Thursday, March 20, 2008

PCA Wrap-Up

Sarah “Intellagirl” Robbins opened the “Internet Cultures” track at the annual conference of the Popular Culture Association today in San Francisco. Robbins’ paper about gender dynamics in Second Life considered the role of self-reported females in this virtual world in which women seem to be well represented, unlike game-based worlds, such as World of Warcraft. Robbins cited statistics that showed that the 68% of Second Life females created content and that of total transactions in Linden dollars, in which over 100 Linden dollars were exchanged, 65% of the recipients were female. Of course, Robbins also pointed out how many women would seem to be participating in gender stereotypes, whether making skins in Photoshop with sculpted abs and manicured public hair or designing furniture such as the “Comfy Chair” that come complete with animations of sexual positions and performance. She also discussed the role of “Gorian” culture, based on a series of erotic science fiction novels that had propagated its own subculture for the past three decades, and the use of L-word islands by those publicly trolling for same-sex virtual female partners.

Mark Nunes, author of Cyberspaces of Everyday Life, examined the relationship between hoaxes perpetuated in online environments and alternate reality games. He argued that the Lonely Girl 15 videos could be seen as particularly, in fact “doubly” disappointing, to those who initially encountered them and took them to be authentic because they proved to be neither real videoblog nor real ARG, despite the intervention in the series with the “Cassie” films that seemed to offer ARG-like clues. To those who play well-designed ARGs, such as those created by Jane McGonigal, the central question is not “is it real or not” but is it “in game or out of game.” Nunes also discussed viral marketing efforts associated with the film Cloverfield and “game jacks” in which the narrative of an ARG is appropriated by meddling parties who want to create their own ARGs with their own rules and puzzles. From one abashed Cloverfield would-be jacker came an apologetic note to the film companies and multimedia conglomerates involved, so it would appear that there can be the intellectual property consequences if a given ARG is part of a corporate viral marketing effort.

The last panel of the day that I saw featured Montana Miller, an academic who had at one time actually run away to the circus, who discussed the role of the “feed” in the cultural practices associated with Facebook. She described surveying 150 of her own students, who kept often blasé journals that described their interactions and observations about the social networking site. In September 2006, however, while Miller was still conducting this research, the company introduced the “feed” feature that could be described as “voyeurism made easy,” because the technology “broadcast” details of online behavior without an intentionally directed set of messages. Miller was eager to debunk some stereotypes about the media attitudes of young people, such as those propagated by mainstream media pieces such as Emily Nussbaum’s “My So Called Blog.” Miller noticed that the 100 students who replied to her specific query about the feed feature answered with much more emotion and engagement and confusion than they had manifested in the earlier journal questions. Although some were “undisturbed but cynical,” Miller described how many who participated in this form of passive reception rather than active surveillance found themselves discomforted by ambiguous doses of news, that often could be characterized as “romantic soap operas” with unanticipated sequels. She discussed how students felt jealous, not only of the new relationships of former sexual partners but also of the platonic relationships with same-sex friends when Facebook told them they had not been included in plans or invited to a party. She also said that many students discovered friends’ sexual orientations through Facebook and that their feeds often announced unexpected “coming out” messages. She also pointed out how the Facebook feed could contain messages about tragedy, and hypothesized that perhaps it could also make young people more aware of the Iraq war being fought by their peers and thus serve as a point of empathy.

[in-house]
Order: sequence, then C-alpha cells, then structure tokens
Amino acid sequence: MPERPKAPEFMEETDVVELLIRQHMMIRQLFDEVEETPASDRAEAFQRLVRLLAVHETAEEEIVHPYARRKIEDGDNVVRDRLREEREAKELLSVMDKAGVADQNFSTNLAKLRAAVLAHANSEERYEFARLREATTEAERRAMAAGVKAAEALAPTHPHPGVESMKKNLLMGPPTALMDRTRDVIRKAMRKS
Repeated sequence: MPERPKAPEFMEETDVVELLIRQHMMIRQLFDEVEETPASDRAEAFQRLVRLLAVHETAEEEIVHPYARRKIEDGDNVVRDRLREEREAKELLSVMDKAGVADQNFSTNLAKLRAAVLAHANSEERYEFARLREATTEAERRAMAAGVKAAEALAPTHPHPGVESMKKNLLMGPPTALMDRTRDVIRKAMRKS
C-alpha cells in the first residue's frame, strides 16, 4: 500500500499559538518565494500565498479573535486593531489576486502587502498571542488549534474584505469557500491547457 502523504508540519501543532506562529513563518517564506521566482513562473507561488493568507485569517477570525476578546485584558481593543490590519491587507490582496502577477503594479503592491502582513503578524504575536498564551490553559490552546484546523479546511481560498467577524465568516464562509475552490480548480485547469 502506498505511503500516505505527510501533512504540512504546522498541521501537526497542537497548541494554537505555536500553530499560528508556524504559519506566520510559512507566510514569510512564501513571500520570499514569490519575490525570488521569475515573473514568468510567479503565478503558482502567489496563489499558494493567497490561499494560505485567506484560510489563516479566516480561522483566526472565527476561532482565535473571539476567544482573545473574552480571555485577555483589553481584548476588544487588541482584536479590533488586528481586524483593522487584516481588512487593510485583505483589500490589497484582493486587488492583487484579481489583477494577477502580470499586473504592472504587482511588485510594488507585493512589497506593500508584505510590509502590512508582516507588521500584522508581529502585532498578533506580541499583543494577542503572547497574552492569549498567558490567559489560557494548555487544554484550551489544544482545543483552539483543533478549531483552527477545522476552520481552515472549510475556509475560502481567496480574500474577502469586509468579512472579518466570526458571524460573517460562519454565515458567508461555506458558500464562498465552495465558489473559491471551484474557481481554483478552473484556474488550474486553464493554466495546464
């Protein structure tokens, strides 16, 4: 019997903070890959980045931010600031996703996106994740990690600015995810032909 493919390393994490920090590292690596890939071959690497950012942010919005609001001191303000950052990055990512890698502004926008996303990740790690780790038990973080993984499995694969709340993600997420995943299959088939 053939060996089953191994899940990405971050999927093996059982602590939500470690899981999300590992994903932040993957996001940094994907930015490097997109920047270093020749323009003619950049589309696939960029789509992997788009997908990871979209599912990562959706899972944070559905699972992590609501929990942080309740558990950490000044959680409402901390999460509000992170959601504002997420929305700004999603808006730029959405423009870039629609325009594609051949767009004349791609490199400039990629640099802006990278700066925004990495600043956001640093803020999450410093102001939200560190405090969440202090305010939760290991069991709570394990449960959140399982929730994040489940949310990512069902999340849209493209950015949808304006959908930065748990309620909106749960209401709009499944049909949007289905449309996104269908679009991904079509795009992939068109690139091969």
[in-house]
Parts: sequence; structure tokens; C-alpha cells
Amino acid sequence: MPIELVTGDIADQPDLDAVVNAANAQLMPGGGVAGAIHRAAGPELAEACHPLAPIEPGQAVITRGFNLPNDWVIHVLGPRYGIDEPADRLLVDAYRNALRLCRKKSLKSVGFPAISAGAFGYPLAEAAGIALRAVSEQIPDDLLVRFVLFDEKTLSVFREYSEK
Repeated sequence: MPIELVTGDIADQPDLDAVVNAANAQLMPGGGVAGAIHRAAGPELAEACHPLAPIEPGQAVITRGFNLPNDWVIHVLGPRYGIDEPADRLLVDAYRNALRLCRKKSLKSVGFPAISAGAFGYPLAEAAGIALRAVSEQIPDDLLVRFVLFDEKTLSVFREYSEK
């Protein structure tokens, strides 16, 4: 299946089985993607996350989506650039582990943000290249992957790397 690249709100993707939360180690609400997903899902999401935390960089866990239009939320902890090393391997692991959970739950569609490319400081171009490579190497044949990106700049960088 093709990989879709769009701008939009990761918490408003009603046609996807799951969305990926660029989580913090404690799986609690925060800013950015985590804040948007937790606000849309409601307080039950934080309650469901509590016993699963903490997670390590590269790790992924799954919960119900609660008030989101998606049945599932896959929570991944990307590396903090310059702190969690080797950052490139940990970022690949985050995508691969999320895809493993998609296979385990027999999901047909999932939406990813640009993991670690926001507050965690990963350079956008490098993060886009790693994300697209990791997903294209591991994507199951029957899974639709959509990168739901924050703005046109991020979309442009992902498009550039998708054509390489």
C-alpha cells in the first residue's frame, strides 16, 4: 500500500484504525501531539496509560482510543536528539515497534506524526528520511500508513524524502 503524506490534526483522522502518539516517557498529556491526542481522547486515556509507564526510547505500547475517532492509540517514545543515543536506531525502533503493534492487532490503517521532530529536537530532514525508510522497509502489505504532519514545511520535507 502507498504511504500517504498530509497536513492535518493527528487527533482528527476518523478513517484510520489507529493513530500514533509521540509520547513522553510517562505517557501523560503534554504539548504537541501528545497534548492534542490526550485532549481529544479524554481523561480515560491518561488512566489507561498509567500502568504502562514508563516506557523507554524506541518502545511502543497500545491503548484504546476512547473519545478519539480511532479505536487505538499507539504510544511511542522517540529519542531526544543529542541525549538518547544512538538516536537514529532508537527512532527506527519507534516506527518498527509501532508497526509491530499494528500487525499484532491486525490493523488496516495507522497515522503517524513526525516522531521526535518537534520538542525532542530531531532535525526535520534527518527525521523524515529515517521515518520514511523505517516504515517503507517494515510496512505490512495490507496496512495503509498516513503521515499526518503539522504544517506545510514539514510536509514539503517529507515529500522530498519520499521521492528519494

Update: Miller has since contacted me to correct my joking account of her "running away to join the circus." As she says, "Immediately after high school, I became a flying trapeze artist by deliberately (and with my parents' perplexed consent) choosing to train and tour with France's national training center for circus artists."

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